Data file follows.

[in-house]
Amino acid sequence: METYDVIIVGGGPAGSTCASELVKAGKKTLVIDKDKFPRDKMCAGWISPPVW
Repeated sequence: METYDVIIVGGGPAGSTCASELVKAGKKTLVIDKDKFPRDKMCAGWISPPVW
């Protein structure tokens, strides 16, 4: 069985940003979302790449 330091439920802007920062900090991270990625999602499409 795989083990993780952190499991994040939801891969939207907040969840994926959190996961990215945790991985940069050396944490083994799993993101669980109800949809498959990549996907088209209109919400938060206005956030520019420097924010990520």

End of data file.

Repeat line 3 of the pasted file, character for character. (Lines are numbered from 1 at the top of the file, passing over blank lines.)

Repeated sequence: METYDVIIVGGGPAGSTCASELVKAGKKTLVIDKDKFPRDKMCAGWISPPVW